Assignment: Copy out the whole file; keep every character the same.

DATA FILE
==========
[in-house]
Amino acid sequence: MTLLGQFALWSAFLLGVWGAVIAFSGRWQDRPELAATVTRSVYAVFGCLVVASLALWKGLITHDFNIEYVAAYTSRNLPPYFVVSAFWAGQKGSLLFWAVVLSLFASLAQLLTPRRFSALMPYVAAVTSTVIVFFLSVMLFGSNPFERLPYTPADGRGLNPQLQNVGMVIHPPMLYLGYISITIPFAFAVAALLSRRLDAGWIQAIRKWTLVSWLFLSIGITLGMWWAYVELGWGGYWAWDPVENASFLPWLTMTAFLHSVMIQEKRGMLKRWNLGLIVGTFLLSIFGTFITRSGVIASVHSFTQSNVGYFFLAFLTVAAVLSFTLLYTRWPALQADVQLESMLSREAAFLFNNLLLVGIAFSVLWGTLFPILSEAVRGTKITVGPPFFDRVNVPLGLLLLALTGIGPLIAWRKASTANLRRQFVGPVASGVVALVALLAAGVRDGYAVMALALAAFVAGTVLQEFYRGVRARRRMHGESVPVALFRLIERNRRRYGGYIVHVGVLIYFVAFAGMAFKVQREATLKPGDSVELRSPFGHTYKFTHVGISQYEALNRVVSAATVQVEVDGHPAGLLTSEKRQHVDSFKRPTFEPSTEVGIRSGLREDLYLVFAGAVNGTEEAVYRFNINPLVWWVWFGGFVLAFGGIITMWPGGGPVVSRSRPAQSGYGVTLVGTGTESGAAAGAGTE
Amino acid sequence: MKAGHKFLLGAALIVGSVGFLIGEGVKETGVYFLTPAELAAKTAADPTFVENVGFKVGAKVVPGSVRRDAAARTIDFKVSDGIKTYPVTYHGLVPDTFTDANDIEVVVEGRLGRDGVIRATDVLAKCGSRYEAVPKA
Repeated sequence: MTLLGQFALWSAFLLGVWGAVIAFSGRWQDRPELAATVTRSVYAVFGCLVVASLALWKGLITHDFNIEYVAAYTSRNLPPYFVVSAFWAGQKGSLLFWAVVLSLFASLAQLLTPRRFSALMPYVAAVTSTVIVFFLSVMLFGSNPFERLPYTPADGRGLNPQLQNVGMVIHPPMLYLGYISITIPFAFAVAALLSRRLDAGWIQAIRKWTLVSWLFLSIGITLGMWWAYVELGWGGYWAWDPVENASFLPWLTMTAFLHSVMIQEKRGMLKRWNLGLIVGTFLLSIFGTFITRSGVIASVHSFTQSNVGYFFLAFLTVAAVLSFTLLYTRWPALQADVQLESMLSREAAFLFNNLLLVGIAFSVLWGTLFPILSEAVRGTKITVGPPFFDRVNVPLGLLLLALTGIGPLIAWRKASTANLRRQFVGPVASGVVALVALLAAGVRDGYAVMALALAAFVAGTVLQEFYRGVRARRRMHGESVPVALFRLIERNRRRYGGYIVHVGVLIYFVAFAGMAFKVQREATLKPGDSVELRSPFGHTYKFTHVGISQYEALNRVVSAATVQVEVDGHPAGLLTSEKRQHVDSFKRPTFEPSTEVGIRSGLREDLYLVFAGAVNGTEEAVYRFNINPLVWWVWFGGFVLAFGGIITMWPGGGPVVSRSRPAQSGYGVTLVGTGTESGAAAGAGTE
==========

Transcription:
[in-house]
Amino acid sequence: MTLLGQFALWSAFLLGVWGAVIAFSGRWQDRPELAATVTRSVYAVFGCLVVASLALWKGLITHDFNIEYVAAYTSRNLPPYFVVSAFWAGQKGSLLFWAVVLSLFASLAQLLTPRRFSALMPYVAAVTSTVIVFFLSVMLFGSNPFERLPYTPADGRGLNPQLQNVGMVIHPPMLYLGYISITIPFAFAVAALLSRRLDAGWIQAIRKWTLVSWLFLSIGITLGMWWAYVELGWGGYWAWDPVENASFLPWLTMTAFLHSVMIQEKRGMLKRWNLGLIVGTFLLSIFGTFITRSGVIASVHSFTQSNVGYFFLAFLTVAAVLSFTLLYTRWPALQADVQLESMLSREAAFLFNNLLLVGIAFSVLWGTLFPILSEAVRGTKITVGPPFFDRVNVPLGLLLLALTGIGPLIAWRKASTANLRRQFVGPVASGVVALVALLAAGVRDGYAVMALALAAFVAGTVLQEFYRGVRARRRMHGESVPVALFRLIERNRRRYGGYIVHVGVLIYFVAFAGMAFKVQREATLKPGDSVELRSPFGHTYKFTHVGISQYEALNRVVSAATVQVEVDGHPAGLLTSEKRQHVDSFKRPTFEPSTEVGIRSGLREDLYLVFAGAVNGTEEAVYRFNINPLVWWVWFGGFVLAFGGIITMWPGGGPVVSRSRPAQSGYGVTLVGTGTESGAAAGAGTE
Amino acid sequence: MKAGHKFLLGAALIVGSVGFLIGEGVKETGVYFLTPAELAAKTAADPTFVENVGFKVGAKVVPGSVRRDAAARTIDFKVSDGIKTYPVTYHGLVPDTFTDANDIEVVVEGRLGRDGVIRATDVLAKCGSRYEAVPKA
Repeated sequence: MTLLGQFALWSAFLLGVWGAVIAFSGRWQDRPELAATVTRSVYAVFGCLVVASLALWKGLITHDFNIEYVAAYTSRNLPPYFVVSAFWAGQKGSLLFWAVVLSLFASLAQLLTPRRFSALMPYVAAVTSTVIVFFLSVMLFGSNPFERLPYTPADGRGLNPQLQNVGMVIHPPMLYLGYISITIPFAFAVAALLSRRLDAGWIQAIRKWTLVSWLFLSIGITLGMWWAYVELGWGGYWAWDPVENASFLPWLTMTAFLHSVMIQEKRGMLKRWNLGLIVGTFLLSIFGTFITRSGVIASVHSFTQSNVGYFFLAFLTVAAVLSFTLLYTRWPALQADVQLESMLSREAAFLFNNLLLVGIAFSVLWGTLFPILSEAVRGTKITVGPPFFDRVNVPLGLLLLALTGIGPLIAWRKASTANLRRQFVGPVASGVVALVALLAAGVRDGYAVMALALAAFVAGTVLQEFYRGVRARRRMHGESVPVALFRLIERNRRRYGGYIVHVGVLIYFVAFAGMAFKVQREATLKPGDSVELRSPFGHTYKFTHVGISQYEALNRVVSAATVQVEVDGHPAGLLTSEKRQHVDSFKRPTFEPSTEVGIRSGLREDLYLVFAGAVNGTEEAVYRFNINPLVWWVWFGGFVLAFGGIITMWPGGGPVVSRSRPAQSGYGVTLVGTGTESGAAAGAGTE